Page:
Paisan (1946)

Six dramatised end-of-WWII stories that bring us from Sicily to the Po Valley, the second part of Rossellini’s ‘War Trilogy’ shows us the emotions associated with the tragedy of war as well as the liberation from oppression.

Rating: 4 out of 5.

Review #2,170

Dir. Roberto Rossellini
1946 | Italy | Drama/War | 126 mins | 1.37:1 | Italian, English & German
PG (passed clean)

Cast: Carmela Sazio, Gar Moore, William Tubbs
Plot: Six episodes set during the liberation of Italy at the end of World War II, taking place across the country, from Sicily to the northern Po Valley.
Awards: Won ANICA Cup & International Critics Award – Special Mention (Venice); Nom. for Best Writing (Oscars)
Source: Cinecitta Luce

Accessibility Index
Subject Matter: Moderate – Human Condition
Narrative Style: Slightly Complex
Pace: Slightly Slow
Audience Type: General Arthouse

Viewed: Criterion Blu-ray
Spoilers: No

I finally got to Paisan after seeing Rome Open City (1945) and Germany Year Zero (1948), which make up Roberto Rossellini’s ‘War Trilogy’, one of the most important trilogies in world cinema.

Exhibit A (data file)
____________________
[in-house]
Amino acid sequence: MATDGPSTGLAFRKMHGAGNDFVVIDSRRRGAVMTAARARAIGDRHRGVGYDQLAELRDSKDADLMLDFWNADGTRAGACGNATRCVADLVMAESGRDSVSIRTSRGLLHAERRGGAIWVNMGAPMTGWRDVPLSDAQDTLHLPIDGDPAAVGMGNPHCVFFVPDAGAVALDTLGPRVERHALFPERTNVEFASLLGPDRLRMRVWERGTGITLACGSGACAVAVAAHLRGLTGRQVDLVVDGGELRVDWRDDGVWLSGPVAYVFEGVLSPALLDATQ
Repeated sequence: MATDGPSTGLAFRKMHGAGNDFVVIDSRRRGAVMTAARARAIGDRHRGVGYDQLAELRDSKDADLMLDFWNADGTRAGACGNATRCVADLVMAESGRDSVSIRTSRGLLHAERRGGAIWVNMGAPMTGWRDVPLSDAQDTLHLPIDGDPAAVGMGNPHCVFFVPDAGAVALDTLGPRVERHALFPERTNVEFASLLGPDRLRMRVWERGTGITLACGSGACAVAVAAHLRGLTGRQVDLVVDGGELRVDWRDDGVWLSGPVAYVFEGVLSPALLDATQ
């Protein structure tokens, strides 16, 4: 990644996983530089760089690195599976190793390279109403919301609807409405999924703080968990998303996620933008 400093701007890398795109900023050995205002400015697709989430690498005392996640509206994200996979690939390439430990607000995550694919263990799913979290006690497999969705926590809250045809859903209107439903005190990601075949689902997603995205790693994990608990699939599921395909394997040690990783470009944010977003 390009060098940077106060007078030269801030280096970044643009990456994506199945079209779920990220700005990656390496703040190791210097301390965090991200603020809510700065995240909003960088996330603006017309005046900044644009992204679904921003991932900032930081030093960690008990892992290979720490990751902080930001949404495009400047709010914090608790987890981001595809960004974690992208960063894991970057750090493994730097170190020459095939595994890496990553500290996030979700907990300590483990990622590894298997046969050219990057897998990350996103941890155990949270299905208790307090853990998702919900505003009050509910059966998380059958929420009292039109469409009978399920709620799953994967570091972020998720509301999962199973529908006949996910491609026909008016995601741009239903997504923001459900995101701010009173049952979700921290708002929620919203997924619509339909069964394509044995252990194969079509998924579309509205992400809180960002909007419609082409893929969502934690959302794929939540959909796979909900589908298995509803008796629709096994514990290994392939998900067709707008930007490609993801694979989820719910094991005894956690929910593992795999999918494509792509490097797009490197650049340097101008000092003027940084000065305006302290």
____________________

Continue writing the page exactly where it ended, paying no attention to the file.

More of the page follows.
The three films are of course not related by plot, but by theme, in this case circling on stories that depict the tragic tail end of WWII in Italy and Germany, and the aftermath of trauma. 

Out of the trio, Paisan is the most formally structured, featuring six stories that take us on a war-and-liberation journey from Sicily, Naples, Rome, Florence, and finally to the Po Valley, a path that the Allied forces embarked on in the liberation of Italy from the Nazis and fascists. 

In between, there’s a relatively uneventful but faith-shaking visit to a Catholic monastery untouched by the war. Rossellini prefigures each segment with wartime ‘newsreel-style’ footage before transiting into dramatised accounts of tragedy, courage and hope. 

“Another partisan in the Po, boys.”

Because of this omnibus style, not all segments work equally well, but they are quite fairly even in quality, even though some of them do end rather abruptly.  However, one thing’s for sure, Paisan is as emotional an experience as the other two films. 

My favourite chapter could be the one in Naples featuring an Italian boy-cum-thief and a Black American GI, with an eye-opening denouement that shows us the state of poverty in the Italian town. 

Rossellini saves the best for the last as a unit of Allied soldiers and Italian partisans team up to resist the encroaching Germans with much of the action operating on the muddy river marshes of Po. 

Grade: A-



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